Milk provides a significant source of calcium, protein, vitamins and other minerals to Western populations throughout life. Due to its widespread use, the metabolic and health impact of milk consumption warrants further investigation and biomarkers would aid epidemiological studies.
Milk intake assessed by a validated food frequency questionnaire was analyzed against fasting blood metabolomic profiles from two metabolomic platforms in females from the TwinsUK cohort (n = 3559). The top metabolites were then replicated in two independent populations (EGCUT, n = 1109 and KORA, n = 1593), and the results from all cohorts were meta-analyzed.
Four metabolites were significantly associated with milk intake in the TwinsUK cohort after adjustment for multiple testing (P < 8.08 × 10−5) and covariates (BMI, age, batch effects, family relatedness and dietary covariates) and replicated in the independent cohorts. Among the metabolites identified, the carnitine metabolite trimethyl-N-aminovalerate (β = 0.012, SE = 0.002, P = 2.98 × 10−12) and the nucleotide uridine (β = 0.004, SE = 0.001, P = 9.86 × 10−6) were the strongest novel predictive biomarkers from the non-targeted platform. Notably, the association between trimethyl-N-aminovalerate and milk intake was significant in a group of MZ twins discordant for milk intake (β = 0.050, SE = 0.015, P = 7.53 × 10−4) and validated in the urine of 236 UK twins (β = 0.091, SE = 0.032, P = 0.004). Two metabolites from the targeted platform, hydroxysphingomyelin C14:1 (β = 0.034, SE = 0.005, P = 9.75 × 10−14) and diacylphosphatidylcholine C28:1 (β = 0.034, SE = 0.004, P = 4.53 × 10−16), were also replicated.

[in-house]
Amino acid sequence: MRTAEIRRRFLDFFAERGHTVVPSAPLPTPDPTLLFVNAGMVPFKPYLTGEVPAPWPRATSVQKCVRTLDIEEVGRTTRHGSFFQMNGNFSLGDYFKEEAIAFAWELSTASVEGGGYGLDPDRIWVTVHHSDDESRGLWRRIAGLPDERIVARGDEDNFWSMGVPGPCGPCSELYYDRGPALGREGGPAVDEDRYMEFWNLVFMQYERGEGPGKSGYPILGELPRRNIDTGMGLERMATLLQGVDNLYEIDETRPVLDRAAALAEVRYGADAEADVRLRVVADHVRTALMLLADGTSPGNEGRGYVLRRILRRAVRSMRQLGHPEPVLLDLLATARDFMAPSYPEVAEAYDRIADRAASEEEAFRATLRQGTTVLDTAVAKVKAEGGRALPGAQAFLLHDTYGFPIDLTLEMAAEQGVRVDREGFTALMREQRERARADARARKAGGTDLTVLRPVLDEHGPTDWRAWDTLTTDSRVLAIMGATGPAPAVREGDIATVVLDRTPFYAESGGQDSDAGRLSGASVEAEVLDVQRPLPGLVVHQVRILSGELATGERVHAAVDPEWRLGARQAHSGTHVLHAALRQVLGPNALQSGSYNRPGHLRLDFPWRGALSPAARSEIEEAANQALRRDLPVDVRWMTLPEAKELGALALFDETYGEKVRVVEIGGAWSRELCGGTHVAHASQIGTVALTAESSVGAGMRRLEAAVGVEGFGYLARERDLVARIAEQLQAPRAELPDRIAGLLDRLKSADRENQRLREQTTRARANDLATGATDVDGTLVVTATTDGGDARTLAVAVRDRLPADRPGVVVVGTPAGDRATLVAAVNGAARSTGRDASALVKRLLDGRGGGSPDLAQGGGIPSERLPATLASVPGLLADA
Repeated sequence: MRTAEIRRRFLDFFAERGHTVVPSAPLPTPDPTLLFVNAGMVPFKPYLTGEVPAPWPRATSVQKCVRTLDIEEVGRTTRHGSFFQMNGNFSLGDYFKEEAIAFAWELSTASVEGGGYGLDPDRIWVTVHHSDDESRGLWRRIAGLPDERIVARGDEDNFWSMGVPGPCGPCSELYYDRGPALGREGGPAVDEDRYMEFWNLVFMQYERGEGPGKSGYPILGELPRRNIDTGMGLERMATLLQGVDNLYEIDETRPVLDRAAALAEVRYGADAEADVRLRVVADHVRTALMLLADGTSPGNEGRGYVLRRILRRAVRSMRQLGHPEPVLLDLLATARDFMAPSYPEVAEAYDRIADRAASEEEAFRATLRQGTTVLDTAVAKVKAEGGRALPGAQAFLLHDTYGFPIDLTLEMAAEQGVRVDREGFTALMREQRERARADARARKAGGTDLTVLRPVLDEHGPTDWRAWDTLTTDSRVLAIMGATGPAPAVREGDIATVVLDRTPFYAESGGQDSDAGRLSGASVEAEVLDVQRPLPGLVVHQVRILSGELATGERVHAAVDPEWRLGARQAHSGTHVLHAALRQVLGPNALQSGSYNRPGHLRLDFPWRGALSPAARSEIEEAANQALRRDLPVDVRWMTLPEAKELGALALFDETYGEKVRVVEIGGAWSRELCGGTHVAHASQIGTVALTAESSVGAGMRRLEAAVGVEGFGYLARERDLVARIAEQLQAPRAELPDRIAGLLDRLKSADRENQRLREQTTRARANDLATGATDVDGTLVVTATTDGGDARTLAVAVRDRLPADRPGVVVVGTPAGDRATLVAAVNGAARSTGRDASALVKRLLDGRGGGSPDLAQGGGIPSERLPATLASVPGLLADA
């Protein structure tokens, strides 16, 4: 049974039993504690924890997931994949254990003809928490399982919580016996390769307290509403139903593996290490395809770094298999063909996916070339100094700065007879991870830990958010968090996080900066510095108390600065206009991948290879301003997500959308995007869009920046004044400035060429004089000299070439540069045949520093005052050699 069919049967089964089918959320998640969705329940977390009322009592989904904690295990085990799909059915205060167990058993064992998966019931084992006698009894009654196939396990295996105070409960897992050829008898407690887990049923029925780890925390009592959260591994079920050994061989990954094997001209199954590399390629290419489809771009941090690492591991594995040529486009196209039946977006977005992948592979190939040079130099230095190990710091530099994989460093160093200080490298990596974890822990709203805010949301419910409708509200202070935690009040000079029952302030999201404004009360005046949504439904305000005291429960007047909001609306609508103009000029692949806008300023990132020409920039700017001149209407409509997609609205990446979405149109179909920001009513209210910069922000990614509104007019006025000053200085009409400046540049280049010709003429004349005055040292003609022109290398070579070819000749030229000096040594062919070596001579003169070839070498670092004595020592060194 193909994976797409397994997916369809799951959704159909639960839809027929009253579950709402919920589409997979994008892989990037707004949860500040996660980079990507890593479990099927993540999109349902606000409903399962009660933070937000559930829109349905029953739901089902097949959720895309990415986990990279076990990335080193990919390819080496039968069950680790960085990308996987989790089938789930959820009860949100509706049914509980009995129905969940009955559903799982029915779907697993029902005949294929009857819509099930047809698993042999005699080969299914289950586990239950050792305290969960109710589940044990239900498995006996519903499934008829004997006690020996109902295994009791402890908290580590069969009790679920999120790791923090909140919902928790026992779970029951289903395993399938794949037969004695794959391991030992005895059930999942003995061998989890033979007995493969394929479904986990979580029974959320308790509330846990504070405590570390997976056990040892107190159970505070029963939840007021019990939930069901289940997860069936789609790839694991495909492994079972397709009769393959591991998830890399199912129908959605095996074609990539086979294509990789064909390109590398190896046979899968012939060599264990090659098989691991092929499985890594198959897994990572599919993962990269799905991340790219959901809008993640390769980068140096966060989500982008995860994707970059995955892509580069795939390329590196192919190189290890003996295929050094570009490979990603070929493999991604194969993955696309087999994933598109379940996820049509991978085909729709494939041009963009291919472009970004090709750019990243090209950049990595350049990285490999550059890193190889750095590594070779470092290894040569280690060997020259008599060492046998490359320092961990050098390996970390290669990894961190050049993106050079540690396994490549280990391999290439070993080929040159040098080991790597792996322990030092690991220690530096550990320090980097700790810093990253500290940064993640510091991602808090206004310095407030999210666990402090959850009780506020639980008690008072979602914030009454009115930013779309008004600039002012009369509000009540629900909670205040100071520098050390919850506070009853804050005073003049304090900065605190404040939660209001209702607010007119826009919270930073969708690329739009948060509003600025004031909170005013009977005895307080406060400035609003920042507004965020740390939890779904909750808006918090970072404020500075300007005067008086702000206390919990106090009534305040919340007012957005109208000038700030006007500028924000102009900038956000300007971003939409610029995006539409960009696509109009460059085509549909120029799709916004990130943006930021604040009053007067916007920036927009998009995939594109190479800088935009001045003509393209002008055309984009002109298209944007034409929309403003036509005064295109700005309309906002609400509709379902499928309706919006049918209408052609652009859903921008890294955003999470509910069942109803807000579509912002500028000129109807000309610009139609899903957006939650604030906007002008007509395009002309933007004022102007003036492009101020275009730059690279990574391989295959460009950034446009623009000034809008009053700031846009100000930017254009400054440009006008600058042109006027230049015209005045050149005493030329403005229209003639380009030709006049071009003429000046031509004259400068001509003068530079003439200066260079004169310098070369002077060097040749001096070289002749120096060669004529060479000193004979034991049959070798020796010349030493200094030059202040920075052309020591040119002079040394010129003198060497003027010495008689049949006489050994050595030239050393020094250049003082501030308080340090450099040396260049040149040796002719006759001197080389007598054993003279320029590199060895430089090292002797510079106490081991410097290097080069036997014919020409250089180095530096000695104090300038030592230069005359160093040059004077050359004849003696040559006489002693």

We identified and replicated in independent populations four novel biomarkers of milk intake: trimethyl-N-aminovalerate, uridine, hydroxysphingomyelin C14:1 and diacylphosphatidylcholine C28:1. Together, these metabolites have potential to objectively examine and refine milk-disease associations.
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